Generation Zzzzzz


A fourth killer asteroid, overlooked by Hollywood's "Deep Impact" and "Armageddon," is speeding toward Earth. But this time, instead of panic, there's calm.

Scientists laugh off suggestions of launching nuclear missiles or rocketing astronauts into space to destroy the dread rock. They've got a secret weapon.

They sit a solitary man in front of a microphone. They aim the signal carrying his voice at the center of the Earth-bound object. They tell the man to speak as he normally would: "Hi, my name is Gray Davis, and I'm running for governor of California."

The asteroid immediately explodes, dead from boredom.

This, of course, is an exaggeration for dramatic effect. There would be other people in the room if Davis spoke into the microphone.

Californians who've heard the lieutenant governor work his magic from a podium--and have been subsequently revived--know precisely the story's meaning. In blunt terms, Davis is boring. A regular Captain Bland. As inspiring as tap water or a bowl of butterless mashed potatoes.

"If you want to say the glass is half full, you'd say Gray exhibits steady, mature leadership," says Bill Carrick, a veteran political consultant and campaign manager for Jane Harman's bid for governor. "But if the glass is half empty, you'd say Gray is dull."

Even Davis' own campaign staff compares its candidate to the Washington, D.C.-based human tranquilizer, better known as Vice President Al Gore. The staff concedes that, in the past, its man Davis may have had trouble whipping anyone into a frenzy. But those days are history, staffers contend.

"Gray can be on the monotone side," acknowledges Davis' campaign press secretary, Chris Campana. "His years of giving flat and dull speeches are over."

Sure they are.

"Gray is a steady, methodical, insightful individual. When you get a person like that, you don't get an entertainer, you don't get a rock star," continues Campana.

You can say that again.

"Unfortunately, most policy questions aren't that exciting or interesting, and that's not to degrade the issues. Just ask an accountant how exciting accounting is," adds Campana.

Thanks, the former state controller on the stump is quite enough.

But Davis may well be among the first of a new breed of politician for the next millennium, argues Alan Caruba, founder and lone member of the Boring Institute in Maplewood, N.J. Voters are so overburdened by news and scandal that they simply don't care anymore, maintains Caruba, who gives Davis high marks for being boring. As long as the politician seems capable and is quiet, they'll support him, Caruba says.

"Gray Davis is the future of politics," Caruba says. "They won't make a lot of waves and won't occupy too much public attention. They'll have a deal with the voters--we'll leave you alone if you leave us alone."

And to his credit, Davis has publicly acknowledged he's charismatically challenged--a vital first step in recovery. While campaigning recently, Davis has cast a spell over many a crowd with an explainer of his lackluster demeanor.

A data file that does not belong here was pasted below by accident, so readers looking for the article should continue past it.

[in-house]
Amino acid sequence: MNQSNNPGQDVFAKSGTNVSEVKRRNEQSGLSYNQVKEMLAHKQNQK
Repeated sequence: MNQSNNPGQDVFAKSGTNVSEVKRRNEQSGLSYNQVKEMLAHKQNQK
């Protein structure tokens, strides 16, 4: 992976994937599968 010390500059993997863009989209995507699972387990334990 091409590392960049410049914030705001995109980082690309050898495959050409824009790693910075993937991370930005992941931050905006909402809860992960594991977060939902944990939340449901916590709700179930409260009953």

Davis jokes, to the degree he's capable, that he has hired a commission to research his candidacy for governor. The make-believe commission reports back that the last two California governors (the Dynamic Duo of Boring, Pete Wilson and George Deukmejian) have been extremely boring. Therefore, if it's not too much of a stretch, the commission recommends that Davis act dull, too.

Zingers like that have led many California voters to suspect Davis is actually a Republican, the party that, historically, has produced the nation's most distinguished bores. Take Gerald Ford: Clumsiness is no substitute for personality. Though the confusion over party affiliations is understandable, Davis is, in fact, a Democrat. He's just more in the grand tradition of Hubert H. Humphrey and Michael Dukakis than a JFK.

A modicum of relief may not be far off, says Davis' campaign. For the general election, look for Davis to be more "upbeat" and "resounding." At least, that's the plan.

Too bad his campaign staff isn't calling for a transformation a la Warren Beatty's "Bulworth" for the man who refuses to try new dishes or new restaurants. For instance, what would happen to Davis' popularity if he started making public appearances with his hair all mussed?

Or if he canned "Gray" in favor of a color from the J. Crew catalog? Aubergine or tamarind, perhaps. Or if he dressed like Liberace for a day? Or if he just gave some heckler the finger?

Observers contend that, at this point in the race, any such acts that smack of a personality would be tantamount to political suicide. At the primary election earlier this month, observers say the California voters spoke in a loud, clear voice, declaring: "We only want someone boring."

"Gray has been in public life for 23 years, and if he suddenly showed up in a leisure suit doing a John Travolta imitation, people would be shocked," says Carrick. "Voters really aren't looking for him to be different."

To be sure, if voters fell asleep during the primary, their last act before nodding off was falling on the lever to vote for Davis. To many voters, observers say, Davis' apparently unimaginative style means more of the same--a prosperous state economy.

"Politics is timing, and he's hit the wave just right," says David Townsend, a longtime political consultant based in Sacramento. "They're not looking for a bombastic pulpit-pounding candidate. They're looking for a reasoned, caring, steady-as-you-go guy. That's Gray Davis."

Copyright © 2019, Los Angeles Times
EDITION: California | U.S. & World